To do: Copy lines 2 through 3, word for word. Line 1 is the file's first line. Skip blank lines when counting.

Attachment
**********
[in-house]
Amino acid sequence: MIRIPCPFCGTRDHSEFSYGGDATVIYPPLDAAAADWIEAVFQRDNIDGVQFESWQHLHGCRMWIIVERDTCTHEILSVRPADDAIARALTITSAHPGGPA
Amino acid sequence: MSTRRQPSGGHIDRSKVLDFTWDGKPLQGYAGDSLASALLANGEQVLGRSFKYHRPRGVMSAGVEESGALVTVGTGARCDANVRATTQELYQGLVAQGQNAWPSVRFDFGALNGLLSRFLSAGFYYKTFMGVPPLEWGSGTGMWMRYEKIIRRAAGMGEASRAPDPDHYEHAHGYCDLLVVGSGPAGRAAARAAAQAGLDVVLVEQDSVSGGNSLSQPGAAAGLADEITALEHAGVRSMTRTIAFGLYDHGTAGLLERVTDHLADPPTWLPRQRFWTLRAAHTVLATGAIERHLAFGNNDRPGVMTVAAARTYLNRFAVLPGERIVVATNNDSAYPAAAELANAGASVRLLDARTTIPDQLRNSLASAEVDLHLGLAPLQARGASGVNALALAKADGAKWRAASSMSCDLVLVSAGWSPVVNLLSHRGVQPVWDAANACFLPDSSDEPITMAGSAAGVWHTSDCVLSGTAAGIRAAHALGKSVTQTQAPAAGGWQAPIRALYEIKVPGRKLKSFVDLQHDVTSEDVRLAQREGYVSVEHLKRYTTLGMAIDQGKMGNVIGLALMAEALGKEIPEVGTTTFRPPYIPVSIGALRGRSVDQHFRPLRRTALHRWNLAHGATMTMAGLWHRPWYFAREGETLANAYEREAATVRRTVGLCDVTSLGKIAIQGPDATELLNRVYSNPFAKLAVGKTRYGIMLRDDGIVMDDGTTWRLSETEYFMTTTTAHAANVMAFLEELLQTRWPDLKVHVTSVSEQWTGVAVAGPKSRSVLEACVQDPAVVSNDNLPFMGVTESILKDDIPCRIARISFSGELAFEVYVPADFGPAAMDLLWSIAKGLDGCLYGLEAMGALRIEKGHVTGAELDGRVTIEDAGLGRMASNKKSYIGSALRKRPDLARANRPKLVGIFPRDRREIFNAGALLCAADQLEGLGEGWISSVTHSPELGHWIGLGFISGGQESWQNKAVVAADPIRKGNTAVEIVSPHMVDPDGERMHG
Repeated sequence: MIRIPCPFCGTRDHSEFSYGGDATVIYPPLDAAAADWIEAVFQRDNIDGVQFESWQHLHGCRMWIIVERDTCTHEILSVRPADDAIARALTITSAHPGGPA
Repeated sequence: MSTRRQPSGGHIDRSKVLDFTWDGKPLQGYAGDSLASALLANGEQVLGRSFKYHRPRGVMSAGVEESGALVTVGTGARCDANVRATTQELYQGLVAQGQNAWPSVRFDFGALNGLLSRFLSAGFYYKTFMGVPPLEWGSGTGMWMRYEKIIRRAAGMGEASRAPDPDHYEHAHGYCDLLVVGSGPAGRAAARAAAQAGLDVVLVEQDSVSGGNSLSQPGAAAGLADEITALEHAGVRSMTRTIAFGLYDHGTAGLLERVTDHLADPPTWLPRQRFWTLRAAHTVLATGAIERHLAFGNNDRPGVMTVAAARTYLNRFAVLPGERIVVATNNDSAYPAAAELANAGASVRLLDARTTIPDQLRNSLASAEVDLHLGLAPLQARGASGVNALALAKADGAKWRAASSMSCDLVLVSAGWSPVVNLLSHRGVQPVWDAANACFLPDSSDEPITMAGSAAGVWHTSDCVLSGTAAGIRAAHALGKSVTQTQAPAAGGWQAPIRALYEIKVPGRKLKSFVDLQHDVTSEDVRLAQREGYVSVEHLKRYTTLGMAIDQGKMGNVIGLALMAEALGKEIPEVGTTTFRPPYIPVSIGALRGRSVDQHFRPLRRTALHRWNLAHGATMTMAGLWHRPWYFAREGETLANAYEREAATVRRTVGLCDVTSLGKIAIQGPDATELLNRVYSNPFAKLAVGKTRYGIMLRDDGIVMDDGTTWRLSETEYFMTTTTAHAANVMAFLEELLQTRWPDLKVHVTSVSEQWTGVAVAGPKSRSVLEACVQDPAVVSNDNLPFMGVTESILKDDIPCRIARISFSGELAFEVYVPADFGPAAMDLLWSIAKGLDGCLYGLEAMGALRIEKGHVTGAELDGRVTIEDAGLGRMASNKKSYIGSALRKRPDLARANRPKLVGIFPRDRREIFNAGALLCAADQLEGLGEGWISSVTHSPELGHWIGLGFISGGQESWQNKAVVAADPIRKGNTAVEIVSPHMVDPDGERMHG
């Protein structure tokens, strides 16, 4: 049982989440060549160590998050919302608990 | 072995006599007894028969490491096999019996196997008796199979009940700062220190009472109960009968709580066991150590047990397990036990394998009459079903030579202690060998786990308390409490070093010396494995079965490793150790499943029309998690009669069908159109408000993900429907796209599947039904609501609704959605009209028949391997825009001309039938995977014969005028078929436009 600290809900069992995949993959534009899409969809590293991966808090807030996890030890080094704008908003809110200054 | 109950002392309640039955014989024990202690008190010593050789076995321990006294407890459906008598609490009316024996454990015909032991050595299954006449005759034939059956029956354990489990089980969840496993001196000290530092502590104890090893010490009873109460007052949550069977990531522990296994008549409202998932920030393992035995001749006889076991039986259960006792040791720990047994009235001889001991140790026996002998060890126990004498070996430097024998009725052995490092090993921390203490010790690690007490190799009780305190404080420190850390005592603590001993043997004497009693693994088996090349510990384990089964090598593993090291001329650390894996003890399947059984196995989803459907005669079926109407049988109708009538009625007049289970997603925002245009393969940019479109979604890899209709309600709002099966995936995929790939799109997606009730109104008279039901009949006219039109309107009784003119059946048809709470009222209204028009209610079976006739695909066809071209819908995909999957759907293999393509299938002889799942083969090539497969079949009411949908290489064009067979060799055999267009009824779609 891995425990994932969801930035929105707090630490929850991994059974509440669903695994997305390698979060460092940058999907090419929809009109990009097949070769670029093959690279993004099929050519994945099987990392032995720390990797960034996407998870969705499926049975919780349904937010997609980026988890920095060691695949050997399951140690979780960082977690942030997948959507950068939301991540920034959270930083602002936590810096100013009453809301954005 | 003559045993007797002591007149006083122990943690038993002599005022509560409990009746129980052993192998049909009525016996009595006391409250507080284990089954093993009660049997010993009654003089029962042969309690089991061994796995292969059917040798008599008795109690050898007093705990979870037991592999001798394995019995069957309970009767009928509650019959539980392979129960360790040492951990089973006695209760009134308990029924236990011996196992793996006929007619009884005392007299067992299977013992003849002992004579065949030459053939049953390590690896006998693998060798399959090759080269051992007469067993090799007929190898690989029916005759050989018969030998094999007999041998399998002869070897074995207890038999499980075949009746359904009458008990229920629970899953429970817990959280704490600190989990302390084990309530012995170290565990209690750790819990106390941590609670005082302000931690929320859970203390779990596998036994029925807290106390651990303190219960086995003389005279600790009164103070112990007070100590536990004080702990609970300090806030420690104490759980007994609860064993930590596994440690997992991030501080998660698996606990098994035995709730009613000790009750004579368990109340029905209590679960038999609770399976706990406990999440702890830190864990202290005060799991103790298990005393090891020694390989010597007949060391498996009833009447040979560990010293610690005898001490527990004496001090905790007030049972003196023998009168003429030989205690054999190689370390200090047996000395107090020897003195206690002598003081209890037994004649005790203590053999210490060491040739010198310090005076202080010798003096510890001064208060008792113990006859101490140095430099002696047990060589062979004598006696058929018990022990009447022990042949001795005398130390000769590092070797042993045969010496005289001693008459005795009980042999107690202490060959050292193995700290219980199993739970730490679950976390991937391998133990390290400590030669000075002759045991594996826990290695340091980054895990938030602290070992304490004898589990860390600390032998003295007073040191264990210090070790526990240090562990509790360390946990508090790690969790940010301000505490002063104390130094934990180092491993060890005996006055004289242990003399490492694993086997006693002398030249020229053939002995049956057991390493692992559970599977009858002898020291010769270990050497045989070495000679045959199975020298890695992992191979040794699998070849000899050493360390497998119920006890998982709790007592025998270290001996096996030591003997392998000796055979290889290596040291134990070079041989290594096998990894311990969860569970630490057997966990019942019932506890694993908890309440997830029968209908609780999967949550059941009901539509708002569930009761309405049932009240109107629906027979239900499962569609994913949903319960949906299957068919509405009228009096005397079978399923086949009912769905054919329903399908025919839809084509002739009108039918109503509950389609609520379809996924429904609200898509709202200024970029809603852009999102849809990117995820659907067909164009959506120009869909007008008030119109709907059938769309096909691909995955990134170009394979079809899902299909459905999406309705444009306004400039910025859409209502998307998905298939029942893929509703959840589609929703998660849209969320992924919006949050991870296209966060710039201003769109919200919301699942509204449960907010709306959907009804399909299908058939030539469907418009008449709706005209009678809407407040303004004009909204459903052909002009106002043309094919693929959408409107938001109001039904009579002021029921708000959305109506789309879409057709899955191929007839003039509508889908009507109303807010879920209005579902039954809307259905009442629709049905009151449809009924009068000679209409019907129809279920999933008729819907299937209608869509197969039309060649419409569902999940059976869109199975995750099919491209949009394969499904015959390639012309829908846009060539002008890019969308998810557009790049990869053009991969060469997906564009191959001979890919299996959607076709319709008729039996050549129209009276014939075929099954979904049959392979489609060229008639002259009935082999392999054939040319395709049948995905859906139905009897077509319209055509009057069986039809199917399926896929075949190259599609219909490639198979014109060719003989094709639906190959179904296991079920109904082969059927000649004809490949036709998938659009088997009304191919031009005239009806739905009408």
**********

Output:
Amino acid sequence: MIRIPCPFCGTRDHSEFSYGGDATVIYPPLDAAAADWIEAVFQRDNIDGVQFESWQHLHGCRMWIIVERDTCTHEILSVRPADDAIARALTITSAHPGGPA
Amino acid sequence: MSTRRQPSGGHIDRSKVLDFTWDGKPLQGYAGDSLASALLANGEQVLGRSFKYHRPRGVMSAGVEESGALVTVGTGARCDANVRATTQELYQGLVAQGQNAWPSVRFDFGALNGLLSRFLSAGFYYKTFMGVPPLEWGSGTGMWMRYEKIIRRAAGMGEASRAPDPDHYEHAHGYCDLLVVGSGPAGRAAARAAAQAGLDVVLVEQDSVSGGNSLSQPGAAAGLADEITALEHAGVRSMTRTIAFGLYDHGTAGLLERVTDHLADPPTWLPRQRFWTLRAAHTVLATGAIERHLAFGNNDRPGVMTVAAARTYLNRFAVLPGERIVVATNNDSAYPAAAELANAGASVRLLDARTTIPDQLRNSLASAEVDLHLGLAPLQARGASGVNALALAKADGAKWRAASSMSCDLVLVSAGWSPVVNLLSHRGVQPVWDAANACFLPDSSDEPITMAGSAAGVWHTSDCVLSGTAAGIRAAHALGKSVTQTQAPAAGGWQAPIRALYEIKVPGRKLKSFVDLQHDVTSEDVRLAQREGYVSVEHLKRYTTLGMAIDQGKMGNVIGLALMAEALGKEIPEVGTTTFRPPYIPVSIGALRGRSVDQHFRPLRRTALHRWNLAHGATMTMAGLWHRPWYFAREGETLANAYEREAATVRRTVGLCDVTSLGKIAIQGPDATELLNRVYSNPFAKLAVGKTRYGIMLRDDGIVMDDGTTWRLSETEYFMTTTTAHAANVMAFLEELLQTRWPDLKVHVTSVSEQWTGVAVAGPKSRSVLEACVQDPAVVSNDNLPFMGVTESILKDDIPCRIARISFSGELAFEVYVPADFGPAAMDLLWSIAKGLDGCLYGLEAMGALRIEKGHVTGAELDGRVTIEDAGLGRMASNKKSYIGSALRKRPDLARANRPKLVGIFPRDRREIFNAGALLCAADQLEGLGEGWISSVTHSPELGHWIGLGFISGGQESWQNKAVVAADPIRKGNTAVEIVSPHMVDPDGERMHG